Time Warner Cable on Wed responded to the NFL Net’s free preview offer with at least some accommodation. TWC pres/CEO Glenn Britt penned a letter to NFL Net pres/CEO Steve Bornstein offering 2 options: expanded basic carriage of only the Texas Bowl (including pre- and post-game coverage) by using a spot typically earmarked for overflow sports programming, or digital tier carriage of the entire week-long preview. Britt cited channel capacity restrictions on the MSO’s basic and expanded basic tiers, While noting that three-fourths of TWC’s NY/NJ-area subs receive the digital tier, Britt said that the MSO prefers “the first approach… but we are willing to pursue either path.” NFL Net refused comment on either scenario. Britt also said that both parties should cease battling each other in the media during the preview week, and should refrain from “on-channel messages that are hostile to one another.” In another bit of seasonal cheer, Britt offered to pay for joint ads announcing the preview as a “Holiday Gift” to customers. An NFL Net spokesperson said Cablevision has yet to submit a response to the preview offering (Cablevision declined comment). — ACA, meanwhile, is taking aim at NFL Net by launching http://www.sportschoicenow.org. The Website provides a direct link for visitors to contact the Hill and tell their reps that they want the channel on a sports tier and that they don’t want to be forced to pay for it. ACA is sending the site, congressional letters and a 30-sec video spot (click here) to its 1100 ACA members “to unite with their 8 million customers in demanding choice for smaller market and rural customers and for independent cable operators across the United States,” said pres/CEO Matt Polka. NFL Net’s Seth Palansky gave us this zinger in response: “They should add a third option after yes, no. It should be marked maybe. ‘Maybe I should exchange my cable box for a satellite dish like millions of Americans have’.” Ouch.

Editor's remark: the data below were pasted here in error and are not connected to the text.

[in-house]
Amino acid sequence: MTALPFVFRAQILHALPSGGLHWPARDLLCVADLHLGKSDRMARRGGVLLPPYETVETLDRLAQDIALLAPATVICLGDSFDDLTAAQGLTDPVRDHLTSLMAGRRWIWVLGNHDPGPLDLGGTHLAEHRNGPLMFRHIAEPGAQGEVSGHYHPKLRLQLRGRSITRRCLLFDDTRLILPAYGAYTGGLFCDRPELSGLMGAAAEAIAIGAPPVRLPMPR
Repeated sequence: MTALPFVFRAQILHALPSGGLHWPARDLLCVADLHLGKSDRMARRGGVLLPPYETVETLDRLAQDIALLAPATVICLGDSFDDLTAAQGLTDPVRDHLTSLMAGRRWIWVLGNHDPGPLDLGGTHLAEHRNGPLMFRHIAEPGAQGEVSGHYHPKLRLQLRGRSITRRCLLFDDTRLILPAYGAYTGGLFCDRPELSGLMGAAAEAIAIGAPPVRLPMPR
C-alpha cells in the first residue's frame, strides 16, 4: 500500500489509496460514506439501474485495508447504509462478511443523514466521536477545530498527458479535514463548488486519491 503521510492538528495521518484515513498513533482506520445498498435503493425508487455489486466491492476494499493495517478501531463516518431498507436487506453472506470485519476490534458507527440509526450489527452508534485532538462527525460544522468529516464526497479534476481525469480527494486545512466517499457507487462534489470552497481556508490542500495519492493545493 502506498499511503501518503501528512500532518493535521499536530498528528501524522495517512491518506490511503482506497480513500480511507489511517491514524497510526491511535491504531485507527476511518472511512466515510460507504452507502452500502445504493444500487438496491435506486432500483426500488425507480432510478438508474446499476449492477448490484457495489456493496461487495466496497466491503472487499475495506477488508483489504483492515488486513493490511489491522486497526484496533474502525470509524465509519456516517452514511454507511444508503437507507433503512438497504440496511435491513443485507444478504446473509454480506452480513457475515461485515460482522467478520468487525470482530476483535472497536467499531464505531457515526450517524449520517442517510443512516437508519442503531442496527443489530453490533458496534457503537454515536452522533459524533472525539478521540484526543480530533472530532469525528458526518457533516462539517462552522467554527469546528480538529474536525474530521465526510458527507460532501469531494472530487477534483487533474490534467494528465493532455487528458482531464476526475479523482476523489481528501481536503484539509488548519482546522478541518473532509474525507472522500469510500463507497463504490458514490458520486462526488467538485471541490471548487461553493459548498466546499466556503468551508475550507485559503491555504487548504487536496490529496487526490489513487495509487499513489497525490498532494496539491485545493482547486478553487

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RMCA Transforms into Media+Tech Collective

The Rocky Mountain Cable Association is tearing down all its boundaries. On the surface, it may look like its just-revealed rebrand to the Media+Tech Collective is the latest example of a group shedding cable

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